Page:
Minister: Cops failing Indigenous in Canada lobster dispute
In Nova Scotia, a lobster pound was burned to the ground and police accused one person of assaulting a Mi'kmaq leader
HALIFAX — Canada’s Indigenous services minister said Oct. 19 that police in Nova Scotia have failed to properly protect Indigenous people embroiled in an ugly dispute over lobster fishing.
Marc Miller made the comments about the Royal Canadian Mounted Police after a turbulent weekend in the Atlantic province, where a lobster pound was burned to the ground and police accused one person of assaulting a Mi’kmaq leader and another of setting fire to a van owned by an Indigenous fisherman.
For weeks, Indigenous fishermen have said they are being targeted with harassment, vandalism and violence from commercial harvesters.
“Indigenous people have been let down by the police, those who are sworn to protect them,” Miller said. “The protection of people on both sides has to prevail, and clearly that has not been the case up until now.”
Public Safety Minister Bill Blair said additional officers had been deployed to respond to the increasingly violent dispute, which started Sept. 17 when the Sipekne’katik First Nation launched a self-regulated commercial fishery outside the federally designated fishing season.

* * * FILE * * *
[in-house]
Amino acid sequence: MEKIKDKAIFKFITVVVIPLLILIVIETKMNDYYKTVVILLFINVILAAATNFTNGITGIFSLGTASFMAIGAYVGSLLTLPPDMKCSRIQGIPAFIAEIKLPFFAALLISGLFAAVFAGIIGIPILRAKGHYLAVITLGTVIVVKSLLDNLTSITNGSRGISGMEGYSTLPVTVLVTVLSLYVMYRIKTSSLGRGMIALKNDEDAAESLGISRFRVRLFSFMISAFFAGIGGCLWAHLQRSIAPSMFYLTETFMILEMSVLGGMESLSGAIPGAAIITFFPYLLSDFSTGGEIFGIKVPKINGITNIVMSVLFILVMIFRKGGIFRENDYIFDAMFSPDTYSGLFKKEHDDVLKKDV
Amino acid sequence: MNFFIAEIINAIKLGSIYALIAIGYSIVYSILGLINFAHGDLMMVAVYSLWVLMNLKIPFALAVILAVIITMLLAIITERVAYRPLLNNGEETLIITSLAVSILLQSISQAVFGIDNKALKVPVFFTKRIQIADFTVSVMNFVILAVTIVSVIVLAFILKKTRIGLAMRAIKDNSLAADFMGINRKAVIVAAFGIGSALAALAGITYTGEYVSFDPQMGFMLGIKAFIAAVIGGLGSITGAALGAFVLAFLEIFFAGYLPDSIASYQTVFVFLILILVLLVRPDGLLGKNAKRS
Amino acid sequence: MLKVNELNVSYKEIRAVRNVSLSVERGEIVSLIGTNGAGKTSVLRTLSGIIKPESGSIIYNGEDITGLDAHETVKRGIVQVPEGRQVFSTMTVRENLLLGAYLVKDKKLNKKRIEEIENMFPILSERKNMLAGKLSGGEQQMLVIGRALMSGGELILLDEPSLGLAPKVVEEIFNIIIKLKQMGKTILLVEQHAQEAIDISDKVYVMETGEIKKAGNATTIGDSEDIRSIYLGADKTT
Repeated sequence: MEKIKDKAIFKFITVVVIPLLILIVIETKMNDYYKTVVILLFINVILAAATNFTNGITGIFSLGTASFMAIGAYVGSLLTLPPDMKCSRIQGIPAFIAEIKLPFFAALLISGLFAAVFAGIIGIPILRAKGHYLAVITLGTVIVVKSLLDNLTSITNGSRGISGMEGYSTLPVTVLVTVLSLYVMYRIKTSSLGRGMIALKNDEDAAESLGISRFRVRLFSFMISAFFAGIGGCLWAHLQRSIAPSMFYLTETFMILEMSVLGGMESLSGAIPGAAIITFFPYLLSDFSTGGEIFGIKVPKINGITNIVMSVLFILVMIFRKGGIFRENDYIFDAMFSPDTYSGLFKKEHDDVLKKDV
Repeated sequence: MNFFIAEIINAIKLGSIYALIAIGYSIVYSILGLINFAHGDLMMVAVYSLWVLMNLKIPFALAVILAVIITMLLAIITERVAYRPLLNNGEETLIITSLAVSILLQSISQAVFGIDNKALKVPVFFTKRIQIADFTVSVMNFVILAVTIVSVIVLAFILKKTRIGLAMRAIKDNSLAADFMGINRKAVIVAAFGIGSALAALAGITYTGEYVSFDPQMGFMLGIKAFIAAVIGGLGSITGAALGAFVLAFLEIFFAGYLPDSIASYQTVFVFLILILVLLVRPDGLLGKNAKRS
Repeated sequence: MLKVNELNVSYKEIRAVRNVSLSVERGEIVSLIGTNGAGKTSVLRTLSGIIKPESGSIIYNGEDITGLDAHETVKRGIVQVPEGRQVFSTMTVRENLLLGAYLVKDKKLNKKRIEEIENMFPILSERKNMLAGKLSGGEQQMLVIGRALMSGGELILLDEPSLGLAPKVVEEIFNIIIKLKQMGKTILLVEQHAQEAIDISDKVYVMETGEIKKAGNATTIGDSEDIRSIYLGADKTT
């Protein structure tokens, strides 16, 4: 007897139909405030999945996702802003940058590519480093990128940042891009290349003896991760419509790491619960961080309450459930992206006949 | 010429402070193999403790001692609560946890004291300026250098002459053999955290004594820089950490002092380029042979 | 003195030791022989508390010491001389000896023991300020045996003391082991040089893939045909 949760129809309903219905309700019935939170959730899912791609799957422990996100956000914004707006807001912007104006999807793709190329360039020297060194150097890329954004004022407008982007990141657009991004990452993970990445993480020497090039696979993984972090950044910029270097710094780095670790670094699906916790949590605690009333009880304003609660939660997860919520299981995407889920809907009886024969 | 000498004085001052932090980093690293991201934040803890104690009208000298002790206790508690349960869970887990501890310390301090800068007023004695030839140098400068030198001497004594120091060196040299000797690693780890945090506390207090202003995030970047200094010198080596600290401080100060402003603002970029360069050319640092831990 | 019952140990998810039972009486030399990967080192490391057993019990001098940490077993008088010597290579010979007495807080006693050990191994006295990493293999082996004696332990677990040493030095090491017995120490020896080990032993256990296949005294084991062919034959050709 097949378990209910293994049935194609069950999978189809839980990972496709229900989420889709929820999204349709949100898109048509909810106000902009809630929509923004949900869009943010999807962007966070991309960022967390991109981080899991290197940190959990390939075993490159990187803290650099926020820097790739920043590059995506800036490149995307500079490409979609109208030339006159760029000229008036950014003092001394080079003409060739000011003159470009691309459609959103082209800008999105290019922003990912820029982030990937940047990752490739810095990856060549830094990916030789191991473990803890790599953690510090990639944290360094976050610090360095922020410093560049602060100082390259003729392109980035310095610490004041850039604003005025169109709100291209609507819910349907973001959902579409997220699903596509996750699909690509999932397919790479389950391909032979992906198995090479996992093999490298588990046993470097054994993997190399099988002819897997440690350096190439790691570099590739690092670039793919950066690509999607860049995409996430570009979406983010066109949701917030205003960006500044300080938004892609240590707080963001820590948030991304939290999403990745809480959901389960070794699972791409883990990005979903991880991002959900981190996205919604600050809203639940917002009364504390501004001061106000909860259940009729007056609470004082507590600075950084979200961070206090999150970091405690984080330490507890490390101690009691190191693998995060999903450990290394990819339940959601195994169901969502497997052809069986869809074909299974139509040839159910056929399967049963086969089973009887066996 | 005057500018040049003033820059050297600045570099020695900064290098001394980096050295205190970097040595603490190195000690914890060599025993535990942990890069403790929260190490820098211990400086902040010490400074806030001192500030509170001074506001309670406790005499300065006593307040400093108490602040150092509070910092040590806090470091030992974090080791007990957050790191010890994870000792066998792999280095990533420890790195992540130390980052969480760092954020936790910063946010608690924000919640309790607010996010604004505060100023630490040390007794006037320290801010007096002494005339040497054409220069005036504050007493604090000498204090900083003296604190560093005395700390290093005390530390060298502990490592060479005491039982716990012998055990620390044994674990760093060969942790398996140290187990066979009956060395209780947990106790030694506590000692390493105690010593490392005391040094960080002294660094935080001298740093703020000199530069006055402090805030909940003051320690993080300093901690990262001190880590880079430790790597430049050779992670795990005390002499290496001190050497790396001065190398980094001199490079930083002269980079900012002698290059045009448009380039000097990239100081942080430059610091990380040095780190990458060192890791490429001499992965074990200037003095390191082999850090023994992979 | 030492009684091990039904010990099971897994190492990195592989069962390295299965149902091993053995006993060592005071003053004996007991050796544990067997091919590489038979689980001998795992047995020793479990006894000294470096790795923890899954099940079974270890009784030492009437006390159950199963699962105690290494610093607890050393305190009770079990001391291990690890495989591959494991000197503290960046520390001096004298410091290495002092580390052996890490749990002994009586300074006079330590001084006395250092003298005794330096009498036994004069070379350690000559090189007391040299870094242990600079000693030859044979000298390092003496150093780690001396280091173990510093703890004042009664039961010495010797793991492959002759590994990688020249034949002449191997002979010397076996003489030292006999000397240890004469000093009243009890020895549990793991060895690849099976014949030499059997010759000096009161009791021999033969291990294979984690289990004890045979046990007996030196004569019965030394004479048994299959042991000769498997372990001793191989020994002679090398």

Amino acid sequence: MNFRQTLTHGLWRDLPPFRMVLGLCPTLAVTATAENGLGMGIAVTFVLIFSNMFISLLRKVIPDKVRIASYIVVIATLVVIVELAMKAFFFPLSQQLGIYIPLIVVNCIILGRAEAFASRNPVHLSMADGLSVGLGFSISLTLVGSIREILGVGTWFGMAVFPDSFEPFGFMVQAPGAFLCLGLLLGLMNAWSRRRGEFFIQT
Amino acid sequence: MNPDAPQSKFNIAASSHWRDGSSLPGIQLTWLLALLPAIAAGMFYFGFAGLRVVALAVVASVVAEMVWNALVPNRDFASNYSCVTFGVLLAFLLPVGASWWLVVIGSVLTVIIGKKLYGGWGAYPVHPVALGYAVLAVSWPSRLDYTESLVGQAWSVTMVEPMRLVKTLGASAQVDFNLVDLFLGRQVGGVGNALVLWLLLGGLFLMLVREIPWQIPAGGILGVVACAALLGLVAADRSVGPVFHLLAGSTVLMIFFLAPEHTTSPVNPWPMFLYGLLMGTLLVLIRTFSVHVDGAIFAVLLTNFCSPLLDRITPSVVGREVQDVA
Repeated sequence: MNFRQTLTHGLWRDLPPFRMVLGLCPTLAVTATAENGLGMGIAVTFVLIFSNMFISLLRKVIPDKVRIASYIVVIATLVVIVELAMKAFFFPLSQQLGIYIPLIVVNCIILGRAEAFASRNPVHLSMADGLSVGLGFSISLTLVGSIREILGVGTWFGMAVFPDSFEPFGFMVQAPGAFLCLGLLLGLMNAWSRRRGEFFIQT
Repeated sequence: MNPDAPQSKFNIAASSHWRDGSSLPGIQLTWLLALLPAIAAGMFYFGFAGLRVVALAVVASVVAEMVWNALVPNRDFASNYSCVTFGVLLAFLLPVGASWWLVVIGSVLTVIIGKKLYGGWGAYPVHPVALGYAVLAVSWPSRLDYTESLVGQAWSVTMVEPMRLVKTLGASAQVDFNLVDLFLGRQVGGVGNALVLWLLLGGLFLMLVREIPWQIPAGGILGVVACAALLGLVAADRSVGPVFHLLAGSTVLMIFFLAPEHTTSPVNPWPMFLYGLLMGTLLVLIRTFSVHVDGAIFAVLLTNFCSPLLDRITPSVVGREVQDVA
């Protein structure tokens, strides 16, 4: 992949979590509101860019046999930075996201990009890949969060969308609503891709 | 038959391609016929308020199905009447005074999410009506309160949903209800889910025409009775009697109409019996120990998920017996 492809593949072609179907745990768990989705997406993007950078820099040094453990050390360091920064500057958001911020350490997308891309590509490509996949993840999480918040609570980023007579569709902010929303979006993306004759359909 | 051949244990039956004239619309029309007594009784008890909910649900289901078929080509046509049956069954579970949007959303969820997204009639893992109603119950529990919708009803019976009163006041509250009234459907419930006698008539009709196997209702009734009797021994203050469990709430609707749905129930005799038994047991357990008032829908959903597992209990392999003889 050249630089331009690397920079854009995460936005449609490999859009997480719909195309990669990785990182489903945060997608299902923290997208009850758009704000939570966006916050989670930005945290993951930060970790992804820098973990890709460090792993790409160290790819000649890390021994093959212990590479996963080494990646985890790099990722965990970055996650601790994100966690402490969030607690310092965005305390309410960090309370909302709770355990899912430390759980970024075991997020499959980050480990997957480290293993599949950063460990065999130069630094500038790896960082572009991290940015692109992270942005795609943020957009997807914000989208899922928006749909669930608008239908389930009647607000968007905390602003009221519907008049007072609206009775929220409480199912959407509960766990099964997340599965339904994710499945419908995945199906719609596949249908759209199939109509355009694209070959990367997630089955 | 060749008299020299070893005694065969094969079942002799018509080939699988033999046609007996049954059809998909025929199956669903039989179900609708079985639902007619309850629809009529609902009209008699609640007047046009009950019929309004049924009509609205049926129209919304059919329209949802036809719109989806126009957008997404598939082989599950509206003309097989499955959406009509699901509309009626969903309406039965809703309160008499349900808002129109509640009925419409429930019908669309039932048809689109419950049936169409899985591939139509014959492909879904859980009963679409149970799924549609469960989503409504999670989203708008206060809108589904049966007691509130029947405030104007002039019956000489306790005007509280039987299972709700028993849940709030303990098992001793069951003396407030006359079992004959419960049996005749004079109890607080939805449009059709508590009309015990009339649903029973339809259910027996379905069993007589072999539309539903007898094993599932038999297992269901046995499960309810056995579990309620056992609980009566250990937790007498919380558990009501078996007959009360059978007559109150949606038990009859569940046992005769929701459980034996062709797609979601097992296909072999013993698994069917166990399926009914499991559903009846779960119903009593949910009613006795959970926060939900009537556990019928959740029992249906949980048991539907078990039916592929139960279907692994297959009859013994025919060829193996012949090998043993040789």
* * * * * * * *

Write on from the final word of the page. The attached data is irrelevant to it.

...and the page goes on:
Prime Minister Justin Trudeau’s office issued a statement Oct. 19 saying he had spoken with Nova Scotia Premier Stephen McNeil on Sunday and they “condemned the appalling violence and agreed that respectful dialogue was key to resolving the dispute.
The lobster dispute is a sensitive issue for the Trudeau government, which has made reconciliation with Canada’s Indigenous people a top priority.
Some Nova Scotia restaurants are boycotting lobster in response to violence against the Mi’kmaq.
The Sipekne’katik band has awarded 11 lobster fishing licenses to 11 boats working in St. Marys Bay, each with a maximum of 50 traps aboard.
Some non-Indigenous fishermen in Nova Scotia have staged protests to highlight the fact that even though the Supreme Court of Canada has affirmed the treaty right to fish, hunt and gather for a moderate livelihood, the court also said the federal government retains the right to regulate the fisheries for conservation purposes. They say Indigenous fishermen should not be allowed to fish outside the federally regulated season because that could harm lobster stocks.
Eleanor Michael of Sipekne’katik First Nation has said she is frightened by the attacks on her community.
“I’m full of fear,” she said.